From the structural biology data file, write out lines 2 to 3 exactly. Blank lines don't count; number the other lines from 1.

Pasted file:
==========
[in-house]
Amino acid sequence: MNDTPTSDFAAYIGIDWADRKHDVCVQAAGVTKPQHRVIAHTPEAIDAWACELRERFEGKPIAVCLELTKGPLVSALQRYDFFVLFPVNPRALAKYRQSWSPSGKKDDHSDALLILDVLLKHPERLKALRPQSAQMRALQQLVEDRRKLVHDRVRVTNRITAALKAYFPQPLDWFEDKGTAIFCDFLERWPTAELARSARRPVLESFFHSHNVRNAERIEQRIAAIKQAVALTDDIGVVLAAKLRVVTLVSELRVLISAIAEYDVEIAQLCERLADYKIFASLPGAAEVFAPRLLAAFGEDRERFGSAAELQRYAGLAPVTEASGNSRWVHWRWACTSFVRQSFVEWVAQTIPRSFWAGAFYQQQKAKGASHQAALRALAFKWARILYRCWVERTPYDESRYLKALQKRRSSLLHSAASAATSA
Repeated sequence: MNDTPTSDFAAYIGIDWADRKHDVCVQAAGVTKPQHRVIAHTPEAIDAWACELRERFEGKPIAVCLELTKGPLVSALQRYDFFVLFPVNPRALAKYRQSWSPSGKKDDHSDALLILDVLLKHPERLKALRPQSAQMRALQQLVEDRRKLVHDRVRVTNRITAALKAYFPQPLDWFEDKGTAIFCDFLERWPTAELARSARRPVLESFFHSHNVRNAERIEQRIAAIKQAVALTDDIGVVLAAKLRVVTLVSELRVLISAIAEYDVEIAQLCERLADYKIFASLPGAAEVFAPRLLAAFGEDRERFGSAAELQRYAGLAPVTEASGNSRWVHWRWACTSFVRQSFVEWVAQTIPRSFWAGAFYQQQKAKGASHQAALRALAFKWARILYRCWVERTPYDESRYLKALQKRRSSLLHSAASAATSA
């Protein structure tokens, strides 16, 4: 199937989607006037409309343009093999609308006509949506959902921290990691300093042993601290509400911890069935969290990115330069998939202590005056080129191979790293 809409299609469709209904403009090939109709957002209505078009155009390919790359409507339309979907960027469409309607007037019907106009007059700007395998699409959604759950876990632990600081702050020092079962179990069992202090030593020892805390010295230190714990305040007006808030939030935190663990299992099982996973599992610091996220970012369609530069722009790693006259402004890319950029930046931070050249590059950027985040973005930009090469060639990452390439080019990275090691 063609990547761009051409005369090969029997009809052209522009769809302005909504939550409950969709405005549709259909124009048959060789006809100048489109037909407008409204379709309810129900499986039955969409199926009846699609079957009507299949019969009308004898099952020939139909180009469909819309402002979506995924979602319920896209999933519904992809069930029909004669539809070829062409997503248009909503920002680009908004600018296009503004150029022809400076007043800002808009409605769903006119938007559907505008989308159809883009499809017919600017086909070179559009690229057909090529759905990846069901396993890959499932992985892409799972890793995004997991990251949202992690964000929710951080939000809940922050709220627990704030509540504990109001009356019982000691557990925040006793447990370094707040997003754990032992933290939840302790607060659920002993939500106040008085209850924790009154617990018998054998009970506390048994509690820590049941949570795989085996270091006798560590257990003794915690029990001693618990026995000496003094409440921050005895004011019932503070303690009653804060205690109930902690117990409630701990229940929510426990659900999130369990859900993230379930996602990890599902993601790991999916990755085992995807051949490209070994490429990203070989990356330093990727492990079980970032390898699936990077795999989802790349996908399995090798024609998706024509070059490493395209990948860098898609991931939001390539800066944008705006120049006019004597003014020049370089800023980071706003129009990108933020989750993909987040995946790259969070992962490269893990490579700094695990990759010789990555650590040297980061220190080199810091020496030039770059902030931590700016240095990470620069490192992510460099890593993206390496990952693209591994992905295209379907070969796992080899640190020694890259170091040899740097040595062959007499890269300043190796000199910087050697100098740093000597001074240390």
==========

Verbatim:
Amino acid sequence: MNDTPTSDFAAYIGIDWADRKHDVCVQAAGVTKPQHRVIAHTPEAIDAWACELRERFEGKPIAVCLELTKGPLVSALQRYDFFVLFPVNPRALAKYRQSWSPSGKKDDHSDALLILDVLLKHPERLKALRPQSAQMRALQQLVEDRRKLVHDRVRVTNRITAALKAYFPQPLDWFEDKGTAIFCDFLERWPTAELARSARRPVLESFFHSHNVRNAERIEQRIAAIKQAVALTDDIGVVLAAKLRVVTLVSELRVLISAIAEYDVEIAQLCERLADYKIFASLPGAAEVFAPRLLAAFGEDRERFGSAAELQRYAGLAPVTEASGNSRWVHWRWACTSFVRQSFVEWVAQTIPRSFWAGAFYQQQKAKGASHQAALRALAFKWARILYRCWVERTPYDESRYLKALQKRRSSLLHSAASAATSA
Repeated sequence: MNDTPTSDFAAYIGIDWADRKHDVCVQAAGVTKPQHRVIAHTPEAIDAWACELRERFEGKPIAVCLELTKGPLVSALQRYDFFVLFPVNPRALAKYRQSWSPSGKKDDHSDALLILDVLLKHPERLKALRPQSAQMRALQQLVEDRRKLVHDRVRVTNRITAALKAYFPQPLDWFEDKGTAIFCDFLERWPTAELARSARRPVLESFFHSHNVRNAERIEQRIAAIKQAVALTDDIGVVLAAKLRVVTLVSELRVLISAIAEYDVEIAQLCERLADYKIFASLPGAAEVFAPRLLAAFGEDRERFGSAAELQRYAGLAPVTEASGNSRWVHWRWACTSFVRQSFVEWVAQTIPRSFWAGAFYQQQKAKGASHQAALRALAFKWARILYRCWVERTPYDESRYLKALQKRRSSLLHSAASAATSA